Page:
• Corporate clients value law firms that invest in creating long-term, trusted relationships and a deep understanding of their business operations. Nearly half of the companies surveyed for the report said the primary way for a firm to deliver more value is to commit to a longer-term partnership.
  • Due to Brexit, demand for cross-border legal guidance has increased since 2017. In 2020, 42 percent of UK corporate legal spending focused on international work—significantly higher than the global average of 35 percent. Today, four out of five UK-based corporate clients are actively looking for international legal support.
  • Corporate law departments, under continued budgetary pressures, are seeking firms with innovative, technology-driven legal services that provide greater flexibility and value. Firms are increasingly adopting such models in response to client demand, competition from non-law firm providers of legal services including the Big Four accounting firms, and the desire to maintain the flexible working arrangements embraced during the pandemic.
  • A staggering 86 percent of lawyers said they want to retain options such as remote working and flexible workdays, and many would consider leaving their firm if they aren’t offered.
  • These dynamics are causing law firms to invest more in technology and knowledge-sharing platforms. Three-quarters of senior UK partners believe their firms should invest more in technology—whilst 89 percent of corporate legal departments want the law firms they employ to pursue more innovative uses of technology.

Download your full copy of State of the UK Legal Market 2021.

A focus on law firm culture

Law firms, Dowden says, are focusing on their teams’ desire for new working models—including the opportunity to continue working from home at least part of the time. This will require leaders to determine what type of hybrid model works best for their firm; supports a healthy, cohesive culture; and re-establishes relationships that suffered from the lack of face-to-face engagement in the office and with clients.

This transition will be more difficult and have greater implications for younger lawyers and managers, Dowden notes, because their relationships and networks are less developed and they risk missing out on training and mentoring when they work remotely.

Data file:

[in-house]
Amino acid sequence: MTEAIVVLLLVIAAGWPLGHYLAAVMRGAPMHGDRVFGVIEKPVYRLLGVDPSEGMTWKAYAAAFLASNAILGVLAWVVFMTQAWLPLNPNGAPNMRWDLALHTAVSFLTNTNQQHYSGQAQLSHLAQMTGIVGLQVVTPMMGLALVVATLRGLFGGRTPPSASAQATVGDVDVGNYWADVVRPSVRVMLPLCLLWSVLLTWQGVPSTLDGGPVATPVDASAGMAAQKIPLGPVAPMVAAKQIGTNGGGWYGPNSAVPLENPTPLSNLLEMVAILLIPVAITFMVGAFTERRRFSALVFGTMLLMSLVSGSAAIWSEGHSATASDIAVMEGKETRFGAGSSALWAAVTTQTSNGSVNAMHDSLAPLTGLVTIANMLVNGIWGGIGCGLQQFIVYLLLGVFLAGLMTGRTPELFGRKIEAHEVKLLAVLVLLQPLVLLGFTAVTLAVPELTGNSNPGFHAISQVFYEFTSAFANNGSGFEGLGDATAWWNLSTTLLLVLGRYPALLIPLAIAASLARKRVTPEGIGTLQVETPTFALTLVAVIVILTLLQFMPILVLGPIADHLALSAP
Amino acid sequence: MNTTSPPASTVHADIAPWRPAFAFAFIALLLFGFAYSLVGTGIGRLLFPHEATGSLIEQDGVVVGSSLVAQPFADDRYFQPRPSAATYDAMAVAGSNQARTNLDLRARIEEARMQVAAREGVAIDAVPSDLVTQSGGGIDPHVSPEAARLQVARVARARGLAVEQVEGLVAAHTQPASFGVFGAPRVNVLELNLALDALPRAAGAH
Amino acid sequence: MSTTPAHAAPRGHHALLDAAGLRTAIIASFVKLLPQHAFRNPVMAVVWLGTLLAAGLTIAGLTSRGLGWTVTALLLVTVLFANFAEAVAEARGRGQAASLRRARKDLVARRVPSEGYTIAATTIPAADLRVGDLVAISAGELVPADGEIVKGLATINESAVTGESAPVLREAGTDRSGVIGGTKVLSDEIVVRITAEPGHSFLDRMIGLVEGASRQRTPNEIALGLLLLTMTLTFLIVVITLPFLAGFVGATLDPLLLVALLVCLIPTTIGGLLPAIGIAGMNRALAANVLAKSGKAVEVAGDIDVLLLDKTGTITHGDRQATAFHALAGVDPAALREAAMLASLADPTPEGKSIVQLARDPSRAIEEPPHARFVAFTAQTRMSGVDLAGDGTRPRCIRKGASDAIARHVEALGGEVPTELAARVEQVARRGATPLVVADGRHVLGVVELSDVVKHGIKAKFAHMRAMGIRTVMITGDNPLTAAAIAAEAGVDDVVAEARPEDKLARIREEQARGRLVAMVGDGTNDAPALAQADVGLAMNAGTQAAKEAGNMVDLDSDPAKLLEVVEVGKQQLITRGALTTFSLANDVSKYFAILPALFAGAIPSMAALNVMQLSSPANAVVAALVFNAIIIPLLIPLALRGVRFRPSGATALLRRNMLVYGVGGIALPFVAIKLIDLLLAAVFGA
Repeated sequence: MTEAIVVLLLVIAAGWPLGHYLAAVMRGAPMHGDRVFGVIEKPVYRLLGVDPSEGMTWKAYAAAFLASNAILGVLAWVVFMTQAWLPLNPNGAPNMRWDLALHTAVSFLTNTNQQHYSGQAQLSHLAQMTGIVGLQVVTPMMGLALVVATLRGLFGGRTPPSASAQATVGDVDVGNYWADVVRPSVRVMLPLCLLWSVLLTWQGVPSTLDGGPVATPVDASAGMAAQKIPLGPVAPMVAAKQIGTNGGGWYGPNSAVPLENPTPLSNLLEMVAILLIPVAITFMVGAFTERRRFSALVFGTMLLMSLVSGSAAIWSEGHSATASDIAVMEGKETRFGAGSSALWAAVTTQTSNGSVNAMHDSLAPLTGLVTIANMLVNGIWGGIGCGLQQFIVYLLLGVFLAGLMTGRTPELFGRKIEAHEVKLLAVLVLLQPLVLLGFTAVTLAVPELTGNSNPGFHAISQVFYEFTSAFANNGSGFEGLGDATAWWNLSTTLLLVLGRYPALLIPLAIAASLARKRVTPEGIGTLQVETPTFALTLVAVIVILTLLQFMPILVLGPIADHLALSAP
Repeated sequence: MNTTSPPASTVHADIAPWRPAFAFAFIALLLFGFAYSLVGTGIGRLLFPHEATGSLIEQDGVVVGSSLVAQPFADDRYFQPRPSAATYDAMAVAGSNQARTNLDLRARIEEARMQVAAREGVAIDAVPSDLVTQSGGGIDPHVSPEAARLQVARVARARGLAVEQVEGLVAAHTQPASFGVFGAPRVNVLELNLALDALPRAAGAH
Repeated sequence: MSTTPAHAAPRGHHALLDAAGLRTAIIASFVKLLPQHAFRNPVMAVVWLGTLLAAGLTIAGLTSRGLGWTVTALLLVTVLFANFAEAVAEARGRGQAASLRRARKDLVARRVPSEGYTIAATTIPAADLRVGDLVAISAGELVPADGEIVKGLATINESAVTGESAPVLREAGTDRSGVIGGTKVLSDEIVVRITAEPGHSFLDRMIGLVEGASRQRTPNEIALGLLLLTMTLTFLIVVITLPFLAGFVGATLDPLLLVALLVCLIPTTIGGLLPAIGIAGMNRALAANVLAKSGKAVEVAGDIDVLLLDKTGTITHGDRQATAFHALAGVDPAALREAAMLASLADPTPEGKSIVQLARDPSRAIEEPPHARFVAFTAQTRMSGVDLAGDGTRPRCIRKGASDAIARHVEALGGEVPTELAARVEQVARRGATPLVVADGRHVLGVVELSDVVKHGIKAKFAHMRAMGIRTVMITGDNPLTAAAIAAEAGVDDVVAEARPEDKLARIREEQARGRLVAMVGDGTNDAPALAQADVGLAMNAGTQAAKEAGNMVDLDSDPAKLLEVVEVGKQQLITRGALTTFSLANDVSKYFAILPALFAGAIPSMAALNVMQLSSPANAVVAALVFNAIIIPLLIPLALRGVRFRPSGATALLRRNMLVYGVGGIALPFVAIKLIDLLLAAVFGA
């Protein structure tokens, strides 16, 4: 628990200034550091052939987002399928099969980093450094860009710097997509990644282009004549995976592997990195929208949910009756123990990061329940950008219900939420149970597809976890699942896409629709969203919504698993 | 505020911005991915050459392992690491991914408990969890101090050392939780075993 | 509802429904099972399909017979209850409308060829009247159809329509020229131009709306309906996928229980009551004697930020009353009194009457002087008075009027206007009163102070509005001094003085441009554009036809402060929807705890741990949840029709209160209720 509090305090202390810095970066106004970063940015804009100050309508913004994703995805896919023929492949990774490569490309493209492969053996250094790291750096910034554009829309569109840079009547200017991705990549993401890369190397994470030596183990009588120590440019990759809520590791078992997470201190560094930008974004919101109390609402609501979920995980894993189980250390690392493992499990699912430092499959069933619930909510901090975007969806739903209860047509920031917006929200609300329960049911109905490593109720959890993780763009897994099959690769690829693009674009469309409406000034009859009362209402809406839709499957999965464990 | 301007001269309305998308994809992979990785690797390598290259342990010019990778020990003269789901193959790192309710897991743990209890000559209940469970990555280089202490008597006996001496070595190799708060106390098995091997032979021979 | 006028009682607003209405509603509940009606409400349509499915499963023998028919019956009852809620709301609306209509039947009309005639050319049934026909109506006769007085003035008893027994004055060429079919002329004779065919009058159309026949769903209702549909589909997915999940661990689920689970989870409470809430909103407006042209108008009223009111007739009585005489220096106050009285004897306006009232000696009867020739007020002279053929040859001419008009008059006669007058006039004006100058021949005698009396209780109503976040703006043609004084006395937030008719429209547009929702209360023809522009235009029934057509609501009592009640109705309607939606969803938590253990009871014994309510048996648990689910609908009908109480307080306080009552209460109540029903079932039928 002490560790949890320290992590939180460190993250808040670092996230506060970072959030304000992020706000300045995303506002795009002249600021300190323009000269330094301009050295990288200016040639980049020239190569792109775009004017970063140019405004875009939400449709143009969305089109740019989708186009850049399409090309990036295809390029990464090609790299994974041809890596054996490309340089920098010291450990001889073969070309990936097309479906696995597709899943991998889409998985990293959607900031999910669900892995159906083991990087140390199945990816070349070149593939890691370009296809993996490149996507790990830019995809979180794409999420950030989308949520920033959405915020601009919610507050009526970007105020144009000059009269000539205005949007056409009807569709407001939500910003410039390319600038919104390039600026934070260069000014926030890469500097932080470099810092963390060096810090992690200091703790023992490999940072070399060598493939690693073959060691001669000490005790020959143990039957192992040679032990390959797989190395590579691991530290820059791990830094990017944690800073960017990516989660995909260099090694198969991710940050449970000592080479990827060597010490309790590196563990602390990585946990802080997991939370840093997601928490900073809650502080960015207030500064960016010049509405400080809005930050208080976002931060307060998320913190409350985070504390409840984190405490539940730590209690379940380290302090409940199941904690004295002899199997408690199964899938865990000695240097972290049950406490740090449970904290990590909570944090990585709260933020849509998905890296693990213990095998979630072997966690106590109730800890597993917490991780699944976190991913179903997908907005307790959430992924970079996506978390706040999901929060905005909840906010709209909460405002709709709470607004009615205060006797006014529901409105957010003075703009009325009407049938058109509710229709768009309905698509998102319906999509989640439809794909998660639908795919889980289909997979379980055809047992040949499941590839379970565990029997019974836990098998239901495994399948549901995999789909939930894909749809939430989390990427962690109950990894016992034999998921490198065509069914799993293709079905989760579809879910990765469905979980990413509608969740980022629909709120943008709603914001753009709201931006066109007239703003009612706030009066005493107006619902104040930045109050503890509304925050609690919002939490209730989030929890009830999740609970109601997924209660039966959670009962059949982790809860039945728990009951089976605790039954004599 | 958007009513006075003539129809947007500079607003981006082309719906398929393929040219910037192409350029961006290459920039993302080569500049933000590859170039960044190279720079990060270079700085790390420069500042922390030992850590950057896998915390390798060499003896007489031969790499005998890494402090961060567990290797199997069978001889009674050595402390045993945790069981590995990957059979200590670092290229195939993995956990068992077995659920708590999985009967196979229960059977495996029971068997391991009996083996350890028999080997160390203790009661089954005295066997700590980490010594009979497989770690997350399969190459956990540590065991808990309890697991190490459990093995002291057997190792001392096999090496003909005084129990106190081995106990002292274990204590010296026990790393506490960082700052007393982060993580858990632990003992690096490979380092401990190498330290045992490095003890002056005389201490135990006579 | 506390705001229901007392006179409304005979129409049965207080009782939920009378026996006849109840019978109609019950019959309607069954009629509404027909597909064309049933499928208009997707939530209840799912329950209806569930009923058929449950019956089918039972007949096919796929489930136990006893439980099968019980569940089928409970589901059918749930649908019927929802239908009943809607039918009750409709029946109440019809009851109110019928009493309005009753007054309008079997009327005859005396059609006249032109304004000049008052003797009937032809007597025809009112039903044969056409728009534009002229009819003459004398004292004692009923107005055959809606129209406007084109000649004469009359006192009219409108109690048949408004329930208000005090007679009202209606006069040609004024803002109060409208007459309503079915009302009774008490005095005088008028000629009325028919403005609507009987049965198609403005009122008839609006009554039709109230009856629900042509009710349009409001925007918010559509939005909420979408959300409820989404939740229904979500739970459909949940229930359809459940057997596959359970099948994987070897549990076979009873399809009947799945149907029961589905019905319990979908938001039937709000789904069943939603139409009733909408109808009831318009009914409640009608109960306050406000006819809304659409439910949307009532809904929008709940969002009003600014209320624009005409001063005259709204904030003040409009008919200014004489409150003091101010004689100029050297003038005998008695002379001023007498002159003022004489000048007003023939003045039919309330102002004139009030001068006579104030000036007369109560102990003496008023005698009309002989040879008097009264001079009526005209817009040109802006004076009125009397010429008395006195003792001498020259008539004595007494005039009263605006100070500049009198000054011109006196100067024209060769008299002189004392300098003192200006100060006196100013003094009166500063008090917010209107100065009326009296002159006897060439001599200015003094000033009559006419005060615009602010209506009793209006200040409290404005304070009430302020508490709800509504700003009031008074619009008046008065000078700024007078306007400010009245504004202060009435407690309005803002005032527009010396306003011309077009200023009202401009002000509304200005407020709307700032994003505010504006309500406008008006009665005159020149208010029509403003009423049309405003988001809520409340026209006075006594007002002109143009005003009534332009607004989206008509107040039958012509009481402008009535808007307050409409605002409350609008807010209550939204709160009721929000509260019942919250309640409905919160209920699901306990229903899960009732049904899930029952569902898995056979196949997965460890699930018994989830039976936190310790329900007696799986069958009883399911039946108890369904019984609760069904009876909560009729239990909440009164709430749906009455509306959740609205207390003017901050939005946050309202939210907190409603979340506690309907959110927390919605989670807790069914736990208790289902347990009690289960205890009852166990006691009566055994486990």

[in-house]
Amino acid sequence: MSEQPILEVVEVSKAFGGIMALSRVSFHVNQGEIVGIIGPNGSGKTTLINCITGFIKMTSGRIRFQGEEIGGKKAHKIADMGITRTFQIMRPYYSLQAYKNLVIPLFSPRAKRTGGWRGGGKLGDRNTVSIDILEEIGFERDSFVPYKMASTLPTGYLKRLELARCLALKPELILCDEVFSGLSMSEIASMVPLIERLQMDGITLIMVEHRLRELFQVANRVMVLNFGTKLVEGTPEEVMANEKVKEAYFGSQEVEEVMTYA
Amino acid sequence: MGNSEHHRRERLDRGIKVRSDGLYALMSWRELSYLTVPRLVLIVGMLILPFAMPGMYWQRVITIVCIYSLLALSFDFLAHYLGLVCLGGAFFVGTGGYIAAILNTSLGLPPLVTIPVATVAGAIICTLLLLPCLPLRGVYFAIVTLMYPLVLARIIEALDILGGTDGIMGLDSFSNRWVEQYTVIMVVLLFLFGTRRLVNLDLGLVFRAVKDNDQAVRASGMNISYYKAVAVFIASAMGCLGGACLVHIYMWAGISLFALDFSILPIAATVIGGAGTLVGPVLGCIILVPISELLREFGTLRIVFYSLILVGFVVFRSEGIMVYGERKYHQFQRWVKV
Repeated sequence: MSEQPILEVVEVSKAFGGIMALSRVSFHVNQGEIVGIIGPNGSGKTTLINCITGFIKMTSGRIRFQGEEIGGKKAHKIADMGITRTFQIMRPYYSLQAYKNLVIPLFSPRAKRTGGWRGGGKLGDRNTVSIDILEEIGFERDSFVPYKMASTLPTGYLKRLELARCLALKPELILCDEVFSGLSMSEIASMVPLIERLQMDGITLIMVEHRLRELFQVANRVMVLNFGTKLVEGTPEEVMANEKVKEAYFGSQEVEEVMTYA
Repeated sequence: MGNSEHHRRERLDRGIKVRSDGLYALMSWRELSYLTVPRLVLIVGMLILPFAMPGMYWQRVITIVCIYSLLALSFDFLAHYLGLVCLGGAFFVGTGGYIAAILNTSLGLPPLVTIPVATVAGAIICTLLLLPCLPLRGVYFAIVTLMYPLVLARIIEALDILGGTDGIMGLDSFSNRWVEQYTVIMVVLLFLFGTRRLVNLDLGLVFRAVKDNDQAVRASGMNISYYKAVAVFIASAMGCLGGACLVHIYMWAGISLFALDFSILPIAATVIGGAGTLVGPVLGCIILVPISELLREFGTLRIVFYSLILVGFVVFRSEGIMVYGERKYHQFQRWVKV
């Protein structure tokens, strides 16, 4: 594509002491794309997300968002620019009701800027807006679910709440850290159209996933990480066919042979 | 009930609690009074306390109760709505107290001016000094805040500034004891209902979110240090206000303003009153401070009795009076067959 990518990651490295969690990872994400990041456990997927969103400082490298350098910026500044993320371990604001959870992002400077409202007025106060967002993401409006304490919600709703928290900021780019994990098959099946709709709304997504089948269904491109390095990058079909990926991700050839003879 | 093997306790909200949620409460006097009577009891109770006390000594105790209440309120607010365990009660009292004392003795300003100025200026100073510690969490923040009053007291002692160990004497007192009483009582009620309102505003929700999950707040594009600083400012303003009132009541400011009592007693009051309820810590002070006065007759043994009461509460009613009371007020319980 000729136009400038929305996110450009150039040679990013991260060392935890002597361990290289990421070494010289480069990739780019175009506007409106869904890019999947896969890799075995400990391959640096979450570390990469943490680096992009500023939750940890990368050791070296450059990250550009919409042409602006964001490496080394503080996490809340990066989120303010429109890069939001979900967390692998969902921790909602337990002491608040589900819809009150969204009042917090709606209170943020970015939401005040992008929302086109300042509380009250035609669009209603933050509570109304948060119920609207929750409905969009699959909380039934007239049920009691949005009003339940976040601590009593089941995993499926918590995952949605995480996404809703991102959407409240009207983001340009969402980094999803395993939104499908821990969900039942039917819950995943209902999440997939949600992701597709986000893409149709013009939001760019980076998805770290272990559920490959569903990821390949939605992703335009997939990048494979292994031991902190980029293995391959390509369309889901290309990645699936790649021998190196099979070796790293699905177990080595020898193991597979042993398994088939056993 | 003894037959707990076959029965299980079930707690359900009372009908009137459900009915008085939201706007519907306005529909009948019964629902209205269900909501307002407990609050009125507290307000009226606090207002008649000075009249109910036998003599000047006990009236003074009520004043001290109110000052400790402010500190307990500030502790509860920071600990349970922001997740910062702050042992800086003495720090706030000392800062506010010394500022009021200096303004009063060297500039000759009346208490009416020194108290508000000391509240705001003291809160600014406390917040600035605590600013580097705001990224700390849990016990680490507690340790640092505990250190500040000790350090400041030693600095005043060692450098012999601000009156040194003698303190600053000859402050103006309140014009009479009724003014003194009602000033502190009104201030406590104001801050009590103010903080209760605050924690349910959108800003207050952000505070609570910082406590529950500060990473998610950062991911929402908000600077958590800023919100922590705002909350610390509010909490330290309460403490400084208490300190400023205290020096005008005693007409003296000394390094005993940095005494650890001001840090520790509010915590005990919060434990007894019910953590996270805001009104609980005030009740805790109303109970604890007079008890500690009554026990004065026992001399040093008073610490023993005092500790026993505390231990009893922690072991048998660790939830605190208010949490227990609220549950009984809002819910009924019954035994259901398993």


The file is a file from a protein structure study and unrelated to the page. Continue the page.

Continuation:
Clare Beresford, CEO of global legal recruiting firm Lawrence Simons Search, says firms need also need to assess whether their Diversity, Equity & Inclusion (DEI) initiatives have been adversely affected by the pandemic. Did DEI programs languish while employees were sequestered and firms focused on managing through the pandemic? To what degree was the firm’s female workforce disproportionately burdened by heightened child care, home-schooling, and other family demands—and what are the ramifications?

As law firms are remade for a post-pandemic future, Dowden notes, they are exploring which work practices should be retained and which should be abandoned. For example, how much time will lawyers be in the office and when will they work remotely? What type of setting is best for each type of work they do? When is it necessary to meet face-to-face or travel and what are the implications for client relationships and operational efficiency? What processes should be automated? How can firms maintain and strengthen healthy cultures to ensure they serve staff and clients?

The legal industry has the opportunity to significantly change the way it works, notes Dowden. “It’s a really exciting time, but it requires active thought now,” Dowden says. “It’s incumbent on all of us to move forward in a meaningful way.”

When in doubt about how to do that, she advises, firms should ground their operational decisions in their principles and values. “You know what the right thing is,” she says. “Do right by your clients and your colleagues. You’ll know that you’re doing the right thing 99.9 percent of the time.”

Download your copy of State of the UK Legal Market 2021.